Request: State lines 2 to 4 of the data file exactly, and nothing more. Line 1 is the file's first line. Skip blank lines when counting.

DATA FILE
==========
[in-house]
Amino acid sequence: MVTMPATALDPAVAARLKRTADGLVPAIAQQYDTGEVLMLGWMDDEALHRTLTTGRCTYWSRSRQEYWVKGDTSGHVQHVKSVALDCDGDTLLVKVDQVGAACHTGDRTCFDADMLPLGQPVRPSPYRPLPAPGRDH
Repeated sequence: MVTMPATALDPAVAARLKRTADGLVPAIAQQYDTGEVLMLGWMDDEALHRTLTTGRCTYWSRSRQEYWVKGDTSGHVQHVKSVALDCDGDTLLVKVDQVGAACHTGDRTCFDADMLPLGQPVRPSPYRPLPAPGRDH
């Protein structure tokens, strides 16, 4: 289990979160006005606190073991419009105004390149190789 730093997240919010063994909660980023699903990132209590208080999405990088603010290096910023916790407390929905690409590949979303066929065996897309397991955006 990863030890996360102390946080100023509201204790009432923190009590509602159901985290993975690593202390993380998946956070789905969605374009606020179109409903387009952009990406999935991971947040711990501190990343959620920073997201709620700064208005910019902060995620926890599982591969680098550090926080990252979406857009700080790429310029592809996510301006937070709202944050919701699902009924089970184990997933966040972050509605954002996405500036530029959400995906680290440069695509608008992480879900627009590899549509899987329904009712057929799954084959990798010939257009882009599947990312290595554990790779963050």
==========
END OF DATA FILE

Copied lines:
Amino acid sequence: MVTMPATALDPAVAARLKRTADGLVPAIAQQYDTGEVLMLGWMDDEALHRTLTTGRCTYWSRSRQEYWVKGDTSGHVQHVKSVALDCDGDTLLVKVDQVGAACHTGDRTCFDADMLPLGQPVRPSPYRPLPAPGRDH
Repeated sequence: MVTMPATALDPAVAARLKRTADGLVPAIAQQYDTGEVLMLGWMDDEALHRTLTTGRCTYWSRSRQEYWVKGDTSGHVQHVKSVALDCDGDTLLVKVDQVGAACHTGDRTCFDADMLPLGQPVRPSPYRPLPAPGRDH
């Protein structure tokens, strides 16, 4: 289990979160006005606190073991419009105004390149190789 730093997240919010063994909660980023699903990132209590208080999405990088603010290096910023916790407390929905690409590949979303066929065996897309397991955006 990863030890996360102390946080100023509201204790009432923190009590509602159901985290993975690593202390993380998946956070789905969605374009606020179109409903387009952009990406999935991971947040711990501190990343959620920073997201709620700064208005910019902060995620926890599982591969680098550090926080990252979406857009700080790429310029592809996510301006937070709202944050919701699902009924089970184990997933966040972050509605954002996405500036530029959400995906680290440069695509608008992480879900627009590899549509899987329904009712057929799954084959990798010939257009882009599947990312290595554990790779963050």